Prints and Traces

Don J. Pagusara is a native of Mindanao, a multi-awarded author and a Palanca-awardee.

Today’s View: On the highway barricade

By
February 11 2013

There’s a Filipino saying, “Ang sakit sa kalingkingan ay sakit ng buong katawan” (What ails the little finger ails the whole body).  And this, I think, is what exactly lies behind the unfolding of a highway drama, the barricades in Montevista, Compostela Valley last January 15. 

By DON PAGUSARA
Davao Today

It takes a lot of courage to do something extraordinary — something that the public is stunned to have witnessed.  But it also takes a lot of sense to see things occurring as a phenomenon that emanates from something much deeper and bigger than what meets the eye.

There’s a Filipino saying, “Ang sakit sa kalingkingan ay sakit ng buong katawan” (What ails the little finger ails the whole body).  And this, I think, is what exactly lies behind the unfolding of a highway drama, the barricades in Montevista, Compostela Valley last January 15.

When over 5,000 Pablo victims occupied that national highway to raise their demands for an efficient and genuine help from the government and ultimately ask for environmental justice, a lot of questions came to mind.

What really ails the supposedly kalingkingan sector in Compostela Valley and Davao Oriental that they had to wage such mass action that caused the ire of the government sector of our society?  Is it an ailment that needs immediate attention and thus warrant such a drastic action?  Is it an ailment that affects the entire body politic of our society such that the concerned sector had to risk their life and limb to put up such collective act?  Is it a mere isolated case of negligence on the part of certain local officials?  Or is it a socio-political affliction of which the constant recurrence of its symptoms is something that calls for unrelenting vigilance by concerned elements of our society, hence, the need for extraordinary action?

The deplorable fact is that every so often we are confronted by paroxysms of corrupt practices in the government apparatus as what happened in the distribution of relief goods purportedly to ameliorate the calamity victims in identified areas in the provinces of ComVal and DavOr.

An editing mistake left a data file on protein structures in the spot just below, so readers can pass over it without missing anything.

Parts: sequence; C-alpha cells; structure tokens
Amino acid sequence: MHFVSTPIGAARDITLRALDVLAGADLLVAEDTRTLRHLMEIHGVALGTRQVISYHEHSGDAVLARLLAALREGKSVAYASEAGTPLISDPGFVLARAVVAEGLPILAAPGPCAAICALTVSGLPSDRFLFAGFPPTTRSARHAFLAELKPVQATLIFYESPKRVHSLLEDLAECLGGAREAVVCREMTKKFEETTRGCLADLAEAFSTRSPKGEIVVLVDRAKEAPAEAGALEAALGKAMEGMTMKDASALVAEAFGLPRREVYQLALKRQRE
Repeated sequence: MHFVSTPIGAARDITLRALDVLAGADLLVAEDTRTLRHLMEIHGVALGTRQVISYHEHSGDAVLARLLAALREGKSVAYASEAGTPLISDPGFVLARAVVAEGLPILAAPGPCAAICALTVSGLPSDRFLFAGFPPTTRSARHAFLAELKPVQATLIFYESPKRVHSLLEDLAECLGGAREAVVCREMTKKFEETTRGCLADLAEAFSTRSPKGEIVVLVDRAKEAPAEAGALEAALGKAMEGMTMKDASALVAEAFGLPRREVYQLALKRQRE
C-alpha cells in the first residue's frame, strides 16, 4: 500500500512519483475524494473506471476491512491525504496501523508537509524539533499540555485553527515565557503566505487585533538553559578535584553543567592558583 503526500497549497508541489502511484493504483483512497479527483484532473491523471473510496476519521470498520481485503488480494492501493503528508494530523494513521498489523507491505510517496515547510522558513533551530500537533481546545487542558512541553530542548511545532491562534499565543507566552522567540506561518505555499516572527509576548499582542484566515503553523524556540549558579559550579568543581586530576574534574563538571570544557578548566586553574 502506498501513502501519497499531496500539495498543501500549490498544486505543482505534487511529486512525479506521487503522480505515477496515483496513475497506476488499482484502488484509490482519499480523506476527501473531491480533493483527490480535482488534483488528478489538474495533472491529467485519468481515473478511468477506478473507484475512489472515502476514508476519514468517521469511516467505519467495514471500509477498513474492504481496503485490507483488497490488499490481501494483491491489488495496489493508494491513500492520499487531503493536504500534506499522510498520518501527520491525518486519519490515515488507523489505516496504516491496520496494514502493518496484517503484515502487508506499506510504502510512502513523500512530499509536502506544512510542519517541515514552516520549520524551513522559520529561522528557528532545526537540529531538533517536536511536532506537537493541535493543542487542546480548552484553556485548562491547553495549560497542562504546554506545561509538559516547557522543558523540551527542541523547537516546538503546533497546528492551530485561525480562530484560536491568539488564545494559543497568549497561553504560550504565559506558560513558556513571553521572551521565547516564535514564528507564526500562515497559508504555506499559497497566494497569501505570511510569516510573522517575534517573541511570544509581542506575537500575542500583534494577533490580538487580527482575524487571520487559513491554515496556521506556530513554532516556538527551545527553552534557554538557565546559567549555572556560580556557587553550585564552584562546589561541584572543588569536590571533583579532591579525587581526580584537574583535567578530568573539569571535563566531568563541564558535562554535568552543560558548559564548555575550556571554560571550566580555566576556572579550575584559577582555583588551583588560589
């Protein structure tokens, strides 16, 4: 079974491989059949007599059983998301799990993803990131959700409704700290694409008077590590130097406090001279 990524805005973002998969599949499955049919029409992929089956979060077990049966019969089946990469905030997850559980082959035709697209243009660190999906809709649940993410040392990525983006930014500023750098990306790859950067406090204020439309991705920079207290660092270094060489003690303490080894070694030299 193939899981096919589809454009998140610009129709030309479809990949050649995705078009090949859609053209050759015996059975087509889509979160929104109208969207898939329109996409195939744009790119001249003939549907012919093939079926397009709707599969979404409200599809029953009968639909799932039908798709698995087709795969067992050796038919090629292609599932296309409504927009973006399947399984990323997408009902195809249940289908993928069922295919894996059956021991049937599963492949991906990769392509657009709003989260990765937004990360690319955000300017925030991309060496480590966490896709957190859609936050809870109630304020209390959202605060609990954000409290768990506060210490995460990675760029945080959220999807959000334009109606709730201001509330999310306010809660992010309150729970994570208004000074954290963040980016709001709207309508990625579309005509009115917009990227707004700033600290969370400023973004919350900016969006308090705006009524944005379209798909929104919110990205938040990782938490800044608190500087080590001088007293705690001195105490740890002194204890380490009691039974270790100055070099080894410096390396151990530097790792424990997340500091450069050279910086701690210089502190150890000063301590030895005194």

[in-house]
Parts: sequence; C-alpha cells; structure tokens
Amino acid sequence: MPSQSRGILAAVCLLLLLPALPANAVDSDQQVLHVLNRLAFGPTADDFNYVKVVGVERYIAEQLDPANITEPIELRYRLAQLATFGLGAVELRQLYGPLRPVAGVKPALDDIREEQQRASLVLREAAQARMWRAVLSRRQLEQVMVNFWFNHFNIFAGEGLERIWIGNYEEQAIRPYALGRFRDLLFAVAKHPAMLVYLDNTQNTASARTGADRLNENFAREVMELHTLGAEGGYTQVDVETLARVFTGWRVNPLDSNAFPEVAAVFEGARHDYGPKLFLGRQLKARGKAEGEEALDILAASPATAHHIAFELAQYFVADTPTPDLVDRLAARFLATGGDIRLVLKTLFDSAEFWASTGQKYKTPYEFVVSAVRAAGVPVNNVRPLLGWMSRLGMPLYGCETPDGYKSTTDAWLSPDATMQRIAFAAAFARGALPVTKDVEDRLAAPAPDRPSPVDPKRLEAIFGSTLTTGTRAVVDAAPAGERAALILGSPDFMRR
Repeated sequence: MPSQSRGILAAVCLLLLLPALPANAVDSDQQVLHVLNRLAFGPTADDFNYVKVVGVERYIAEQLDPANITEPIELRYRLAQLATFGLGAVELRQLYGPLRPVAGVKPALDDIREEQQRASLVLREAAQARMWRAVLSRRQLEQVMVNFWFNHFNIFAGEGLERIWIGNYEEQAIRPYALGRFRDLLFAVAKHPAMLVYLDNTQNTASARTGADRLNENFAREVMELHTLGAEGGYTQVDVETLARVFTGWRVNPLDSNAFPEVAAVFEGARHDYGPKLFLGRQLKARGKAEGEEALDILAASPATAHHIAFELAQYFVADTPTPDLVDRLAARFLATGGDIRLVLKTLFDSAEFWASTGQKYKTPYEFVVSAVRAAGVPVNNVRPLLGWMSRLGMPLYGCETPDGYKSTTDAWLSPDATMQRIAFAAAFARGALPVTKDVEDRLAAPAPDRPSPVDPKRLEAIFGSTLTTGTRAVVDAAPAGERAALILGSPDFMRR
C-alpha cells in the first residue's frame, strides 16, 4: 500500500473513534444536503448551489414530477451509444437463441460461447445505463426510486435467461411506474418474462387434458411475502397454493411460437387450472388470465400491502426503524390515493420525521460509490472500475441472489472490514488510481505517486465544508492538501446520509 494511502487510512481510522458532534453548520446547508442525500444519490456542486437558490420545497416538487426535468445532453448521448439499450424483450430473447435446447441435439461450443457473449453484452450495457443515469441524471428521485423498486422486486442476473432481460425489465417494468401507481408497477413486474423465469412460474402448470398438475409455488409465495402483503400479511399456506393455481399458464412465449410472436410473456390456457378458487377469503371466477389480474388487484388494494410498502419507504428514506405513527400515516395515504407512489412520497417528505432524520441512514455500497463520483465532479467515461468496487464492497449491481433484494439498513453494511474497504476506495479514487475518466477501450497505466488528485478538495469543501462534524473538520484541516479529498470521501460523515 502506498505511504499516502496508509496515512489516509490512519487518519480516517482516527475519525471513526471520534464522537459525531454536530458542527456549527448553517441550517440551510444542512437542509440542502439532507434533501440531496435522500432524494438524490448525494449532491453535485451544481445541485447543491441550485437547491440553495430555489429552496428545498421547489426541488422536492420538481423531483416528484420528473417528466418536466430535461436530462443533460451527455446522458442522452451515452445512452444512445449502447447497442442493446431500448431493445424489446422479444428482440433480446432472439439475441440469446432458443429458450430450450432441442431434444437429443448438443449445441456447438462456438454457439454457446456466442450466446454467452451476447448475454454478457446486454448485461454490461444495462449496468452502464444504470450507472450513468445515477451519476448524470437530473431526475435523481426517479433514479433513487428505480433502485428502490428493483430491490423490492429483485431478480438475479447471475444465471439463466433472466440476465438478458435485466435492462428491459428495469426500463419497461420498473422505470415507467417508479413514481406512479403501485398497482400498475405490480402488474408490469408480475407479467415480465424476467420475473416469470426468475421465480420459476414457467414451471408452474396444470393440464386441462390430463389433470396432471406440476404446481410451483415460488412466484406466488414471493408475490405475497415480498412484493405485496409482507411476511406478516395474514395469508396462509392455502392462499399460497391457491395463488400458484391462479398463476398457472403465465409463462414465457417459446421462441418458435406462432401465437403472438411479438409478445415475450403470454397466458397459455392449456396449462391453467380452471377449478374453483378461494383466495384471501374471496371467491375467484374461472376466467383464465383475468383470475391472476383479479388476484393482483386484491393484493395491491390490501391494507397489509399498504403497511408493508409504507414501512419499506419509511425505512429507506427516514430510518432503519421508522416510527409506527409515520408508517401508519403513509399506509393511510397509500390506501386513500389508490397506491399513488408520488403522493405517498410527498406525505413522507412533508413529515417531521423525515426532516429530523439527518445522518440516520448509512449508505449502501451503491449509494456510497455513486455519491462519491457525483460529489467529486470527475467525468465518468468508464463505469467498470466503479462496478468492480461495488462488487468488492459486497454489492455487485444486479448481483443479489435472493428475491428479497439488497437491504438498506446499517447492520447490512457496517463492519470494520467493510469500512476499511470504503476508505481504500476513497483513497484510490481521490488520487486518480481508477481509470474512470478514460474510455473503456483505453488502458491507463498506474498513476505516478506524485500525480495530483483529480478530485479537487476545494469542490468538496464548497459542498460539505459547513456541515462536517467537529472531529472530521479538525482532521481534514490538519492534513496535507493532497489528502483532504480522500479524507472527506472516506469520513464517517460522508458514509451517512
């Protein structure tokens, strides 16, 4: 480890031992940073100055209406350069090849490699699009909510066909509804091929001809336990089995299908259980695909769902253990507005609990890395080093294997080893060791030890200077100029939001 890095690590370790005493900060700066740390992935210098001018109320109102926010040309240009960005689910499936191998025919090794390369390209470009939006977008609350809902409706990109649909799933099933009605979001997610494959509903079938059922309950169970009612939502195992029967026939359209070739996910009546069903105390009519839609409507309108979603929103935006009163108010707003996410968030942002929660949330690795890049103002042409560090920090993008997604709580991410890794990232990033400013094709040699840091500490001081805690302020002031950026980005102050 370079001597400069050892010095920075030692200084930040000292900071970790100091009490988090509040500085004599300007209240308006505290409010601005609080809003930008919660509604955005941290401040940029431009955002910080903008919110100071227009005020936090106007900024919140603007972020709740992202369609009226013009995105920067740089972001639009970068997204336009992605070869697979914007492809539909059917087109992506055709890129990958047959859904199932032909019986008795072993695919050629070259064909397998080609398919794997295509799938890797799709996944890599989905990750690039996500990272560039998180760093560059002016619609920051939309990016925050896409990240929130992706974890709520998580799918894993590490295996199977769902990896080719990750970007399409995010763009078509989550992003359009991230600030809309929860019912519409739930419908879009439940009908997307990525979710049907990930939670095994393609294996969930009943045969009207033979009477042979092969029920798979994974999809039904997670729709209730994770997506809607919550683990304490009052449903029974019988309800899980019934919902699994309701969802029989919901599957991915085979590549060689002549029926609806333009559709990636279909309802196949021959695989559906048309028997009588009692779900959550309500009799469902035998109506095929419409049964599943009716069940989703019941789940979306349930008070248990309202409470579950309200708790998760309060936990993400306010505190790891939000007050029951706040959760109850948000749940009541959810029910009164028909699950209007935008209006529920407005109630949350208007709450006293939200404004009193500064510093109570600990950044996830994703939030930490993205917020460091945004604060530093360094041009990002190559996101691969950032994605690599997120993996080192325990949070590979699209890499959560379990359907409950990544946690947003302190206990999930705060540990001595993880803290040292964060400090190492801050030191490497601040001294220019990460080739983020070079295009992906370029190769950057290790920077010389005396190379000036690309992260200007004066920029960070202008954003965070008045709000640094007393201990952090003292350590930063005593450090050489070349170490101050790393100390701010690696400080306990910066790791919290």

Billions worth of aid from the private sectors and foreign donors were poured to help the Pablo victims.  Yet, the latter had been asking, where’s the aid?  The government has been telling, yes, they extended assistance.  But the people on the ground are telling otherwise.  They said, help is scarce, help is wanting.

Corruption is the name of the virus that causes the socio-political disease.  And it exhibited its virulence to cause misery among the victims of the recent calamities in the said provinces.  And it has exhausted their silence, patience and forbearance to the boiling point of imperative action.

The involved elements in the government sector should not issue excuses.  The intolerable deeds of corruption are inexcusable.  And yet, as a consequence, the supposed leaders of the barricade action are now made to face charges of some legal offense!

I ask, what offense?  Isn’t it rather that the bureaucratic red tape and the government officialdom are the ones guilty of “great injustice” to the hapless victims?  Irony of ironies!

Little do the government people realize that the mass action conducted by the progressive sectors of Philippine society is an expression of a fundamental right of the people “to peaceably assemble and seek redress of grievances” — a right so fundamental it is enshrined in the Philippine Constitution’s Bill of Rights.

When a wrong is done to a part of a body politic (a kalingkingan), it is its basic right to exercise its constitutional freedom of assembly, if for no other reason than to vent their demand for deliverance from such wrong.  And the venue of such freedom is of no consequence: be it a plaza or a highway, or a Liwasang Bonifacio or an Edsa.

What difference does this highway barricade have to the revolutionary action at Edsa some 30 years back?  Did not such action obstruct passage of people and vehicles at Edsa?  Did not that people’s action impinge on the rights of some to go to their places of destination or wherever they wanted to go during those fateful days?  But we knew better.  We knew which is antecedent, which is fundamental.

In the same light, the Aquino government should put high premium on the rationale and significance of the highway barricade in Montevista and exert effort to right the wrong done so that the affliction at the kalingkingan will be cured to the wellbeing of the entire body politic.

Don Pagusara is a native of Mindanao, a multi-awarded author and a Palanca-awardee.

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